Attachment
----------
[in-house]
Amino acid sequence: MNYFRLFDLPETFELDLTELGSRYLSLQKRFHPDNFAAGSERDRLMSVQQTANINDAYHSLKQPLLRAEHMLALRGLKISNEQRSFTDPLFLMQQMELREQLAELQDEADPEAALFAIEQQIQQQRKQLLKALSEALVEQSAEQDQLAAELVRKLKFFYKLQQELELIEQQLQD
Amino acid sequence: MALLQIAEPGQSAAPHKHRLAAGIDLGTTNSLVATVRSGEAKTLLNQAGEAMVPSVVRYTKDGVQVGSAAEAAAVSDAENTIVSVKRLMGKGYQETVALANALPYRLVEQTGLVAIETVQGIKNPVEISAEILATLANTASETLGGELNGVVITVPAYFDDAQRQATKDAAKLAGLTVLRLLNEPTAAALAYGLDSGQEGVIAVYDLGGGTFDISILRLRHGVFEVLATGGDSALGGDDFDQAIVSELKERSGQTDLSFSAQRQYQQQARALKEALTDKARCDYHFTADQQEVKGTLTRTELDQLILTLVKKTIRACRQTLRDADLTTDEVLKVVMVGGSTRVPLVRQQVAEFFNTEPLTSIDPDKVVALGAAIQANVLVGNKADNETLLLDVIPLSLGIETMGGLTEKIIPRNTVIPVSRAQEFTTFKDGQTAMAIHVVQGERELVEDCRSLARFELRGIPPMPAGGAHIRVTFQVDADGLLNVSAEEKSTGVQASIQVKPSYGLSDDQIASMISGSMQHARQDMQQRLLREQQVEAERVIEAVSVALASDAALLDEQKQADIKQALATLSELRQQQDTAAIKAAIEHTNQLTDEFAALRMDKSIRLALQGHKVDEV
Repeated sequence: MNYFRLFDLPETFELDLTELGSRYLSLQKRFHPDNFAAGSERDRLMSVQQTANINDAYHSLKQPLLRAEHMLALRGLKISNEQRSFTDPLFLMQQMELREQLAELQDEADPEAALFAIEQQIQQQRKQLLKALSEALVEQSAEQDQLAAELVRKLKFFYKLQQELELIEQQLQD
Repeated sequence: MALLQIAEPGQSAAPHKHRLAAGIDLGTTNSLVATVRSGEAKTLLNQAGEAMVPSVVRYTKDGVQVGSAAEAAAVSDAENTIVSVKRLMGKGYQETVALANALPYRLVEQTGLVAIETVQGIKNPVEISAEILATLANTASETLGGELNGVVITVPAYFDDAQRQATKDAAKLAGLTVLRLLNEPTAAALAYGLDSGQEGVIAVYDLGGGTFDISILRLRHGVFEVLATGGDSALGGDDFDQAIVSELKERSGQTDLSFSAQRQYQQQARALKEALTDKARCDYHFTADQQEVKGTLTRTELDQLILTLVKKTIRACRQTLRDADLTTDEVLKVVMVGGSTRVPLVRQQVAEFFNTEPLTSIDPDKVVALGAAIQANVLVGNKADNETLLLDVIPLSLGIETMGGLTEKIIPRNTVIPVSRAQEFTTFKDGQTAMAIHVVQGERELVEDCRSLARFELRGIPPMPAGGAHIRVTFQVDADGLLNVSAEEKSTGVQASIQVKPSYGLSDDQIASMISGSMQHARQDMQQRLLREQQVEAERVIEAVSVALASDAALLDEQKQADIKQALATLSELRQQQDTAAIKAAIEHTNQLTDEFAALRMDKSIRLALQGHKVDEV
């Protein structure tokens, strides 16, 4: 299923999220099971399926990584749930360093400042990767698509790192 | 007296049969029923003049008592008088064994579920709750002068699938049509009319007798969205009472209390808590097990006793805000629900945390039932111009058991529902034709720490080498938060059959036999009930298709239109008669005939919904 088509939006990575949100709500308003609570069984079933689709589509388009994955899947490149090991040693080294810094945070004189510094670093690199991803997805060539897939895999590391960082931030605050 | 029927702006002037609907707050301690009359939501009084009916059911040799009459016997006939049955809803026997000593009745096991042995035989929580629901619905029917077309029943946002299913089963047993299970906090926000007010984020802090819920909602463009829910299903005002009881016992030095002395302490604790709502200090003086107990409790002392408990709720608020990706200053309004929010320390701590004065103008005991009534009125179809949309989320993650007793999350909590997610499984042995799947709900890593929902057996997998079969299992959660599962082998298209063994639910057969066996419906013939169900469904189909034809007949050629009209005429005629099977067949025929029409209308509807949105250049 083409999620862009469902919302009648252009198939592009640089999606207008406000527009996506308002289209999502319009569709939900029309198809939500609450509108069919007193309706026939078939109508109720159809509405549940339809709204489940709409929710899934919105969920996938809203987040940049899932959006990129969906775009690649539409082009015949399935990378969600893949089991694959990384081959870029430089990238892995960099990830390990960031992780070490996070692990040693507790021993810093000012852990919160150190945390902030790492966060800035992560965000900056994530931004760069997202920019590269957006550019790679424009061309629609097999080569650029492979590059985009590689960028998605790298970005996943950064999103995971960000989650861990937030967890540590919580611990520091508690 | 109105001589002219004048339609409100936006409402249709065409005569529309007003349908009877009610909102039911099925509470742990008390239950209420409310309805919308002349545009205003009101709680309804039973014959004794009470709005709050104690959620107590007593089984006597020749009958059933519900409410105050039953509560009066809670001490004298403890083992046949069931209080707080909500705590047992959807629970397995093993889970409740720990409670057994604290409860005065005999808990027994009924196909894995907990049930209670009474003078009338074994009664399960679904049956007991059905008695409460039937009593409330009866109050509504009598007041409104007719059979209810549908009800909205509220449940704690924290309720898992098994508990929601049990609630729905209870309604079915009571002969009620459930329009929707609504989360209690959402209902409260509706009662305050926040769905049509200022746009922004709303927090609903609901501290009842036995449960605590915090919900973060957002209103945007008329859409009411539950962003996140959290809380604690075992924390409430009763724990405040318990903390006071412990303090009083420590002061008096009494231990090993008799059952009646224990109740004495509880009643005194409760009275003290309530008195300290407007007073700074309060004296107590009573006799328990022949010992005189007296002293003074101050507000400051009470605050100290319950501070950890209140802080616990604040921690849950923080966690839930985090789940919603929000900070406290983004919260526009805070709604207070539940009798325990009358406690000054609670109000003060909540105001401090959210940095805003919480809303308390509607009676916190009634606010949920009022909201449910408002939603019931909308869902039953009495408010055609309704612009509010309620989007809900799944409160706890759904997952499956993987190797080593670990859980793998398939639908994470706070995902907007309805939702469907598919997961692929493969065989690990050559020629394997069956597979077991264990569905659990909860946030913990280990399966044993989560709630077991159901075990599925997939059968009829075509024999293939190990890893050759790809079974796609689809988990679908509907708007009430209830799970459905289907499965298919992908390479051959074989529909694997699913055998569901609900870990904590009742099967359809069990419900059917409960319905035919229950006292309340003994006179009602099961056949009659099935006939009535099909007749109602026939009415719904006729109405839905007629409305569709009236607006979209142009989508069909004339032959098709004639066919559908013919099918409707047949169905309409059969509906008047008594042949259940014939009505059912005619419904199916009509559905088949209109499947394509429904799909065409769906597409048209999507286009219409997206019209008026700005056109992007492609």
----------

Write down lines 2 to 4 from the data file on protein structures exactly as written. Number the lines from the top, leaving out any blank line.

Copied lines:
Amino acid sequence: MNYFRLFDLPETFELDLTELGSRYLSLQKRFHPDNFAAGSERDRLMSVQQTANINDAYHSLKQPLLRAEHMLALRGLKISNEQRSFTDPLFLMQQMELREQLAELQDEADPEAALFAIEQQIQQQRKQLLKALSEALVEQSAEQDQLAAELVRKLKFFYKLQQELELIEQQLQD
Amino acid sequence: MALLQIAEPGQSAAPHKHRLAAGIDLGTTNSLVATVRSGEAKTLLNQAGEAMVPSVVRYTKDGVQVGSAAEAAAVSDAENTIVSVKRLMGKGYQETVALANALPYRLVEQTGLVAIETVQGIKNPVEISAEILATLANTASETLGGELNGVVITVPAYFDDAQRQATKDAAKLAGLTVLRLLNEPTAAALAYGLDSGQEGVIAVYDLGGGTFDISILRLRHGVFEVLATGGDSALGGDDFDQAIVSELKERSGQTDLSFSAQRQYQQQARALKEALTDKARCDYHFTADQQEVKGTLTRTELDQLILTLVKKTIRACRQTLRDADLTTDEVLKVVMVGGSTRVPLVRQQVAEFFNTEPLTSIDPDKVVALGAAIQANVLVGNKADNETLLLDVIPLSLGIETMGGLTEKIIPRNTVIPVSRAQEFTTFKDGQTAMAIHVVQGERELVEDCRSLARFELRGIPPMPAGGAHIRVTFQVDADGLLNVSAEEKSTGVQASIQVKPSYGLSDDQIASMISGSMQHARQDMQQRLLREQQVEAERVIEAVSVALASDAALLDEQKQADIKQALATLSELRQQQDTAAIKAAIEHTNQLTDEFAALRMDKSIRLALQGHKVDEV
Repeated sequence: MNYFRLFDLPETFELDLTELGSRYLSLQKRFHPDNFAAGSERDRLMSVQQTANINDAYHSLKQPLLRAEHMLALRGLKISNEQRSFTDPLFLMQQMELREQLAELQDEADPEAALFAIEQQIQQQRKQLLKALSEALVEQSAEQDQLAAELVRKLKFFYKLQQELELIEQQLQD